Despite his “tough-guy swagger,” California Gov. Arnold Schwarzenegger is pursuing a permissive parole policy, freeing convicted murderers in numbers that dwarf those of his two predecessors, says the Los Angeles Times. In less than a year, Schwarzenegger has approved parole for 48 people serving life terms for murder. Former Gov. Gray Davis released eight in five years. The 48, plus 10 inmates serving life terms for other offenses, is as many as were released in a six-year span in the 1990s covering most of Republican Gov. Pete Wilson’s tenure. Schwarzenegger spokeswoman Terri Carbaugh said he “believes that people can reform and be reformed…. When he sits down with his attorneys to review parole matters, he’s not thinking about the political consequences. He’s thinking about public safety and the individual at hand.” The state Board of Prison Terms, led by a Schwarzenegger appointee, is paroling inmates at seven times the rate under Wilson.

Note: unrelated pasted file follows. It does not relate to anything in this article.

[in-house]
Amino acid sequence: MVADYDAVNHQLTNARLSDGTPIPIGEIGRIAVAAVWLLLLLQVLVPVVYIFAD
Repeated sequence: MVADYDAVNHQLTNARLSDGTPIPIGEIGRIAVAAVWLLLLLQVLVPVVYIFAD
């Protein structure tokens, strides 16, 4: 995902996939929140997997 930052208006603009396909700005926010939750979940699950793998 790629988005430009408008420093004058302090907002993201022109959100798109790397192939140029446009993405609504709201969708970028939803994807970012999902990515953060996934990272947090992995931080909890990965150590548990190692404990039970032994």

Keith Wattley of the Prison Law Office near San Quentin State Prison cautioned that “these are still really low numbers. It’s really the cream of the cream of the crop who ever get to the governor’s office. While there’s some hope, it’s still a bad situation for them.” “Compared to Gray Davis, Attila the Hun would look moderate,” said law Prof. Franklin Zimring of the University of California at Berkeley. Schwarzenegger may have less to fear, he added. With a public image from movie roles of heroic cops – battling drug dealers, criminals, and even Satan – “The Terminator” may have more space than his predecessors to free prisoners without appearing soft on crime.